I think half my issues are wrapped up in the fact that I don’t let myself really feel my feelings. I was taught from a ridiculously young age not to feel, unless it was gratitude or empathy or some kind of joy that others could benefit from.

But right now I feel angry. I feel angry that I have to go through this experience yet again. Why? I’m getting nowhere fast in life. I don’t think I particularly deserve to wake up in the night with violent visions and impulses to self-harm. I don’t think I particularly deserve to feel so damn scared all the time. All the time. Of life in general. I’m so exhausted from going through this whole process.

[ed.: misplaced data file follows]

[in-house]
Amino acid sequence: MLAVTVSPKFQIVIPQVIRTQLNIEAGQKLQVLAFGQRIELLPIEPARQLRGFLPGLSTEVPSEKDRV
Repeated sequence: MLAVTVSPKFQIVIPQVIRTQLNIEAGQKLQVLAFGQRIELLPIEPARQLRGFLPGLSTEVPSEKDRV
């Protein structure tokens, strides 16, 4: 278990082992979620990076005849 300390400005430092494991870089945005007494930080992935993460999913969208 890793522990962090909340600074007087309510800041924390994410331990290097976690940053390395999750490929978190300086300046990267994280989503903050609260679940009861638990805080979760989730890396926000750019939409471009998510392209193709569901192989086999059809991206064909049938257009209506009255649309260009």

The last couple of months have been really good. My walking speed has been back to normal. In fact I’ve felt fitter and walked with so much more energy!! To feel well was such a blessing! Now I’m back to the psychiatric-shuffle.

The Psychiatric-Shuffle (my term, not psychiatry’s)

This basically involves walking, but 20 times more slowly than everyone else. Commonly seen in psychiatric inpatients. A symptom of depression referred to as psychomotor retardation– thanks psychiatry for another fabulously empowering term.

It might sound very simple, but actually it feels like your brain and your body are working exceptionally hard to put your left foot forward then your right foot forward. Your legs are protesting every step.

It’s also highly embarrassing. Yes, people do notice. Today a child kept staring at me as she walked past holding her mum’s hand. She kept looking back at me. Bloody hell, do I really look that awful? It’s so embarrassing. And exhausting.

Back to the post……